Membrane and membrane bioreactor process

Membranes are special devices, generally made up of synthetic polymers or inorganic material, that operate like barriers to divide a liquid from a solid stream. They are characterised by their different compositions and pore sizes. In food industry and wastewater treatment the size generally ranges between microfiltration (MF, 0.1-10 |im) and ultrafiltration (UF, 0.001-0.1 |im). However, reverse osmosis (RO, 0.0001-0.001 |im) can also be of interest if salinity is excessive. All these systems are pressure driven (Cheryan, 1998). Membranes can be used for treating high-strength waste-waters like those coming from food processing or in downstream processing to recover products, or to polish and recycle wastewater (Moresi and Lo Presti, 2003).

Raw or pretreated food processing wastewater can be treated by MF. MF can remove suspended solids, bacteria and large molecules without the need for chemicals. In addition, membranes are backwashable which allows them to be operated under low or no cross-flow and with high yield and flux. If RO is done after MF or UF, a number of chemicals can be removed. However, carbonates can precipitate and therefore some chemicals may be needed to reduce water hardness.

Although this technology is used frequently in the food industry it should be emphasised that, in this role, membranes merely serve to separate or fractionate wastewater components, hopefully into more useful and/or less polluting streams, and cannot break down or chemically alter the pollutants. At the very least, a membrane could render a permeate stream ready to discharge into the sewer or to be reused within the production process. In any case, a membrane process requires a proper pretreatment technology for removing coarse particles and suspended solids.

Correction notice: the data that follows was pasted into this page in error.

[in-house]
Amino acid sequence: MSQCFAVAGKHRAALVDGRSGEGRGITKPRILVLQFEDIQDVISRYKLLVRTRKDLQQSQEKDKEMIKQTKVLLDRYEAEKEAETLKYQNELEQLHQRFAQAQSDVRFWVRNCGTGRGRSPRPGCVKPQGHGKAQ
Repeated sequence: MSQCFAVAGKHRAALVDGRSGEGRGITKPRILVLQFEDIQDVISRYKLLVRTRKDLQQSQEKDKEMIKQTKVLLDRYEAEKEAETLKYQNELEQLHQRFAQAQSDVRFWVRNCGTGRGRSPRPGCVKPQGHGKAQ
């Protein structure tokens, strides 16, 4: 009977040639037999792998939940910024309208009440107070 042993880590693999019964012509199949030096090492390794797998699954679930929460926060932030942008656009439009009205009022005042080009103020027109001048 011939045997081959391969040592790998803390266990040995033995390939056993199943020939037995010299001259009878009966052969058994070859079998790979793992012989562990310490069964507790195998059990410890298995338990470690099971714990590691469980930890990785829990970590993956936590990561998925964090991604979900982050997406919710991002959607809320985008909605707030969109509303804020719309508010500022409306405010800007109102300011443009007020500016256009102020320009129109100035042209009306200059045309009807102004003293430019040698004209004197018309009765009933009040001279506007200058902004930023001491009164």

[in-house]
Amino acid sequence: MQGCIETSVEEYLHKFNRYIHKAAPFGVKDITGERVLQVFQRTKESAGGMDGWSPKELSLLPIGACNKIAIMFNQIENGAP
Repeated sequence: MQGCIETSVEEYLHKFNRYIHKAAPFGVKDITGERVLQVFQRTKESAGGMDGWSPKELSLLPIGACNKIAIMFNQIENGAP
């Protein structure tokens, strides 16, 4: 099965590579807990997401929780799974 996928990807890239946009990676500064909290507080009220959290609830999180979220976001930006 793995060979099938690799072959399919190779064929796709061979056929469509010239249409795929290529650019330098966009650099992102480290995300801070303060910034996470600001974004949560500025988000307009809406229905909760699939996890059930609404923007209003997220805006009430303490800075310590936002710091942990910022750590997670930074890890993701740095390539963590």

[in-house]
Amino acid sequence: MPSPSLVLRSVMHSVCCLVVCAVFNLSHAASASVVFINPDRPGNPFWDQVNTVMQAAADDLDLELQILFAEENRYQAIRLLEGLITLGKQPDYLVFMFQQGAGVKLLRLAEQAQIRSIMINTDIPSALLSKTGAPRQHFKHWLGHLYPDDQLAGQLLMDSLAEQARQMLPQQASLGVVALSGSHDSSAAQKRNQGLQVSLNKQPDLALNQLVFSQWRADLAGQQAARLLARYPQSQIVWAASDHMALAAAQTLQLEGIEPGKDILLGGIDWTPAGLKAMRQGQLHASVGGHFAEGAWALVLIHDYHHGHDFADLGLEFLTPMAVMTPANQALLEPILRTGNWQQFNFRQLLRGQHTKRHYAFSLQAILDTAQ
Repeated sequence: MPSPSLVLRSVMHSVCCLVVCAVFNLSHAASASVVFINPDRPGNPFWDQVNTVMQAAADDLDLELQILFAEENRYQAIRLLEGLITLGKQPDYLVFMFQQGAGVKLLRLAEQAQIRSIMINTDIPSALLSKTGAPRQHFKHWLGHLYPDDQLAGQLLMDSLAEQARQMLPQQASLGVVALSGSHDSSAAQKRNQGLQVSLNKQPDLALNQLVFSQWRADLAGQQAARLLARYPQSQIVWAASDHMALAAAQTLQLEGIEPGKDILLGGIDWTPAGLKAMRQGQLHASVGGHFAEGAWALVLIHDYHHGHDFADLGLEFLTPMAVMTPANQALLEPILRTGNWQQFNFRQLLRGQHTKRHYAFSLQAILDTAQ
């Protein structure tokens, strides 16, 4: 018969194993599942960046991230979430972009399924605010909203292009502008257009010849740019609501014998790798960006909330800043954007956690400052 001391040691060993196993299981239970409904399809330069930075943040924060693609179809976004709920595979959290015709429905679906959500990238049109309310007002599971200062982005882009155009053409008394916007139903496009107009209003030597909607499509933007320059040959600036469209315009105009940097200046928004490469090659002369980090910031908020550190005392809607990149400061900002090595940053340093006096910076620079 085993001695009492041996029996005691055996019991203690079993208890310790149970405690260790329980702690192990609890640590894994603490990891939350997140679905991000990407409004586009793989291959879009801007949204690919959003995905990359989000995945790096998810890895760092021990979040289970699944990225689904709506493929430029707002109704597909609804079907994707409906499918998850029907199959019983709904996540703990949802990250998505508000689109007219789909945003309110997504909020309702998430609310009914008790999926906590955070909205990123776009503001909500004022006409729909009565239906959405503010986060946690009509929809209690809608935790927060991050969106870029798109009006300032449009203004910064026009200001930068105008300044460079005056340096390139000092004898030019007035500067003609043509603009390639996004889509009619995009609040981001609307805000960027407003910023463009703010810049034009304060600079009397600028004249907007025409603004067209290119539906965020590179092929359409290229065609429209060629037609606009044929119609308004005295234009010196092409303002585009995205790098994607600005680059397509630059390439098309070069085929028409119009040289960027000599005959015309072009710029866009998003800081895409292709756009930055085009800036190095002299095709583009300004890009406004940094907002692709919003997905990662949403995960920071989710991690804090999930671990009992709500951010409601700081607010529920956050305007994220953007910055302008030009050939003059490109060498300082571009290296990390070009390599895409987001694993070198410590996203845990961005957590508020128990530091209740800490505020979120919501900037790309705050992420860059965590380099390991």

In order to improve the capability of removing pollutants, membranes can be coupled to activated sludge processes to form a membrane bioreac-tor (MBR; Stephenson et al., 2000). The membrane bioreactors are systems in which a membrane is used as a liquid-solid separator and permits a high solids concentration in the bioreactor in order to intensify the treatment process. As the settling properties of the biomass are no longer driving the capacity to divide the liquid from the solid stream, the hydraulic and solid retention time are not linked, therefore the system can be operated with very high solid retention times (typically greater than 50-60 days or more) which reduces the production of excess sludge (Rosenberger et al., 2000; Bae et al., 2003).

Moreover, these systems are well known for their ability to completely remove suspended solids and produce virtually solids-free permeate without the presence of micropollutants like organic compounds and heavy metals (Innocenti et al., 2002; Clara et al., 2005; Fatone et al., 2005). A typical characteristic of these processes is the production of treated waters with very high quality standards. Table 21.8 shows some typical data reported in the literature for this process: these show very high yields for COD

Table 21.8 Efficiency of the MBR for different food processing wastewaters

Wastewater

removal (%)

removal (%)

removal (%)

Reference

Food (generic)

94

74

91

Wang et al., 2005

Food (generic)

99

Katayon et al., 2004

Meat industry

98.1

99.6

98.2

95

87.3

Sroka et al.,

2004

Winery

97

Artiga et al., 2005

Vegetable oil factory

90

85

Mohammadi and Esmaeelifar, 2004

Pet food

94-98

Kurian et al., 2005

Vegetable

96-99

95-96.5

Nakhla et al., 2006

OP w

CO NO

Table 21.9 Efficiency of the jet loop reactor for different food processing wastewaters

Wastewater

COD removal (%)

Reference

Winery

9G.7-93.1

Petruccioli et al, 2GG2

Brewery

9G-97

Bloor et al., 1995

Cheese whey

97

Farizoglu et al., 2GG4

removal, always >90%, while solids removal is virtually 100%. If a biological nutrients removal process is applied, nitrogen and phosphorous can also be removed.

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